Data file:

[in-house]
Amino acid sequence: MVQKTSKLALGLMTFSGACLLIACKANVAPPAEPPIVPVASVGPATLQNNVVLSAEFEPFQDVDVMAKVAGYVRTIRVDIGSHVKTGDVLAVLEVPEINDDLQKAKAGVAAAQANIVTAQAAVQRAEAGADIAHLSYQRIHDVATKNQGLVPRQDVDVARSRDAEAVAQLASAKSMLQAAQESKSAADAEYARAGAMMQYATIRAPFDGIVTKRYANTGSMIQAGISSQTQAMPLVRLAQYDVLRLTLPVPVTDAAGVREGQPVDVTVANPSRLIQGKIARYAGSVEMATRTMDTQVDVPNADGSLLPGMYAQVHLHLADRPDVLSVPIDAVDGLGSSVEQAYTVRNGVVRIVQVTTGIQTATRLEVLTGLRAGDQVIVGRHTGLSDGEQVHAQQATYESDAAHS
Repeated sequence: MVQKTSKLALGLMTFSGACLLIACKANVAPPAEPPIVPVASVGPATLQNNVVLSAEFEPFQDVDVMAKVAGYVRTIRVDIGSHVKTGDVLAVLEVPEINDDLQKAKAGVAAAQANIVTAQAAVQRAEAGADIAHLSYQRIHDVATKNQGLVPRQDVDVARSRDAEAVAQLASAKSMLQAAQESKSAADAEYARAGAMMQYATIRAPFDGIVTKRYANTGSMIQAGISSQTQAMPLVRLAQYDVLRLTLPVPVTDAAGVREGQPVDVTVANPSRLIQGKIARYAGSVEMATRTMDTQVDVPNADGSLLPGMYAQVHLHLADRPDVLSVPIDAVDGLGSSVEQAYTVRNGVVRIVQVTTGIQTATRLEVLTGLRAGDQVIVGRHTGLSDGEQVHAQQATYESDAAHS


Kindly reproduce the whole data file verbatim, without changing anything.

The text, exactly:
[in-house]
Amino acid sequence: MVQKTSKLALGLMTFSGACLLIACKANVAPPAEPPIVPVASVGPATLQNNVVLSAEFEPFQDVDVMAKVAGYVRTIRVDIGSHVKTGDVLAVLEVPEINDDLQKAKAGVAAAQANIVTAQAAVQRAEAGADIAHLSYQRIHDVATKNQGLVPRQDVDVARSRDAEAVAQLASAKSMLQAAQESKSAADAEYARAGAMMQYATIRAPFDGIVTKRYANTGSMIQAGISSQTQAMPLVRLAQYDVLRLTLPVPVTDAAGVREGQPVDVTVANPSRLIQGKIARYAGSVEMATRTMDTQVDVPNADGSLLPGMYAQVHLHLADRPDVLSVPIDAVDGLGSSVEQAYTVRNGVVRIVQVTTGIQTATRLEVLTGLRAGDQVIVGRHTGLSDGEQVHAQQATYESDAAHS
Repeated sequence: MVQKTSKLALGLMTFSGACLLIACKANVAPPAEPPIVPVASVGPATLQNNVVLSAEFEPFQDVDVMAKVAGYVRTIRVDIGSHVKTGDVLAVLEVPEINDDLQKAKAGVAAAQANIVTAQAAVQRAEAGADIAHLSYQRIHDVATKNQGLVPRQDVDVARSRDAEAVAQLASAKSMLQAAQESKSAADAEYARAGAMMQYATIRAPFDGIVTKRYANTGSMIQAGISSQTQAMPLVRLAQYDVLRLTLPVPVTDAAGVREGQPVDVTVANPSRLIQGKIARYAGSVEMATRTMDTQVDVPNADGSLLPGMYAQVHLHLADRPDVLSVPIDAVDGLGSSVEQAYTVRNGVVRIVQVTTGIQTATRLEVLTGLRAGDQVIVGRHTGLSDGEQVHAQQATYESDAAHS